Growing Perennial Veggies

Instead of growing veggies in a patch of straight rows of crops, gardeners can plant a variety of interesting perennial edibles in a relaxed design in the landscape around their home. To grow perennial veggies, check plant labels at the nursery to discover their winter hardiness, as it is important to get the right variety for the climate. Plant their veggies in raised beds that can be filled with rich organic soil and compost, which allows gardeners to reach inside to care for their plants without stepping on the soil. The most popular perennial veggies are artichoke, asparagus, and rhubarb, all cold season crops.

Artichokes are perennial veggies in California and other warm climates, where they grow 3 to 5 feet tall and look lovely in the landscape. Artichokes can be propagated by seed or by slicing a 10” sucker from the parent plant with a section of the root in rich composted soil. Their roots go down 4 feet and they grow well with asparagus, cabbage, beets, and lettuce. In the fall, prune the plants to the ground. When the artichoke head is still closed and about the size of an orange, cut the stem a couple of inches below the head. If the head is not harvested, the bud will blossom into a beautiful purple-blue flower.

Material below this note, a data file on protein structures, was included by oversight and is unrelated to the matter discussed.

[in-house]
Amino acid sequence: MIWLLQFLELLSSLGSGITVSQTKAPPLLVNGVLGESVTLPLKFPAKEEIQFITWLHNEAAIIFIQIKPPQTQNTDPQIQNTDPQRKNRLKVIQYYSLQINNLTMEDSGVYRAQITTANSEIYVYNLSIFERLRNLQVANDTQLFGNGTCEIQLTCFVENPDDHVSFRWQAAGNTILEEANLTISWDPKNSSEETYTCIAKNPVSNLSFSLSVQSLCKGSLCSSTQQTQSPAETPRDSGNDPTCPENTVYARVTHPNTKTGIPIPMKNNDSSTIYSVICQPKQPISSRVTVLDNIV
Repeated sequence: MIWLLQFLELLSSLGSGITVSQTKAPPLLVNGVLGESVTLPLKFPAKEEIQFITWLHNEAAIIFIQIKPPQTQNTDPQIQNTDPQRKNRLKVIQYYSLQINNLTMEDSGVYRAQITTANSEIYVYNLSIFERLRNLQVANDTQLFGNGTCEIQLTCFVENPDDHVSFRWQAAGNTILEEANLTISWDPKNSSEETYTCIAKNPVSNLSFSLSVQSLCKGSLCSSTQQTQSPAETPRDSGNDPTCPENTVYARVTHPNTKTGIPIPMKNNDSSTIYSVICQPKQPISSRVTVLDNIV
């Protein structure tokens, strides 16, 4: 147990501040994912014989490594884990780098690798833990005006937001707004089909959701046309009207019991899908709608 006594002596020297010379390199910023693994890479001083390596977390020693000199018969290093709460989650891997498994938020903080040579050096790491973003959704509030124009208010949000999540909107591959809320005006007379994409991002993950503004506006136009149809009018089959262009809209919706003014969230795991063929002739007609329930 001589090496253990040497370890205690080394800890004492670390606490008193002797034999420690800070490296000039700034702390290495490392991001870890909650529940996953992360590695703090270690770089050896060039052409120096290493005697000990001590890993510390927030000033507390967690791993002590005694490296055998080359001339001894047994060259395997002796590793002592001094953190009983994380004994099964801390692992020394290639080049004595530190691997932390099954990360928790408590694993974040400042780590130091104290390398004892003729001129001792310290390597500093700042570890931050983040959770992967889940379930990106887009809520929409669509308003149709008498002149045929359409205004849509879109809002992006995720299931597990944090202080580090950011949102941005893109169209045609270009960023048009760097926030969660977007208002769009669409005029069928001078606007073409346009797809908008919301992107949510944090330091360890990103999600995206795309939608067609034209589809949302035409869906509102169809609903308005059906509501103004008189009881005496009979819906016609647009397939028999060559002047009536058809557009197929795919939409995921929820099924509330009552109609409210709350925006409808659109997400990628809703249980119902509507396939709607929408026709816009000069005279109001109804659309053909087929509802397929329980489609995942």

Asparagus is hardy in cold climates, especially when gardeners protect the crowns with 6 inches of mulch during the winter. Asparagus needs to grow two to three years before bearing edible spears. When the spears are 6 to 8 inches high, harvest them by cutting ½ inch below the soil surface to prevent disease. Asparagus roots are shallow, extending outward 5 to 6 feet, making them good companions for all deep rooted veggies. Start seeds by soaking them overnight before planting or plant dormant roots by spreading the roots, covering the crowns with compost, and watering well. 

Rhubarb is a hardy perennial, dying down to the ground in winter and regrowing in spring to 3 feet tall and 6 feet wide. When daytime temperatures average above 75°, the plants will go dormant and sprout again in autumn when the temperatures get cooler. Plant dormant roots by digging a hole 2 feet wide and 1 foot deep. Harvest the outer stalks, a few at a time and leave the rest to grow. Rhubarb has very attractive, large, tropical-looking foliage and bright red stalks. They look gorgeous in the landscape with other perennial veggies, flowers, and herbs.

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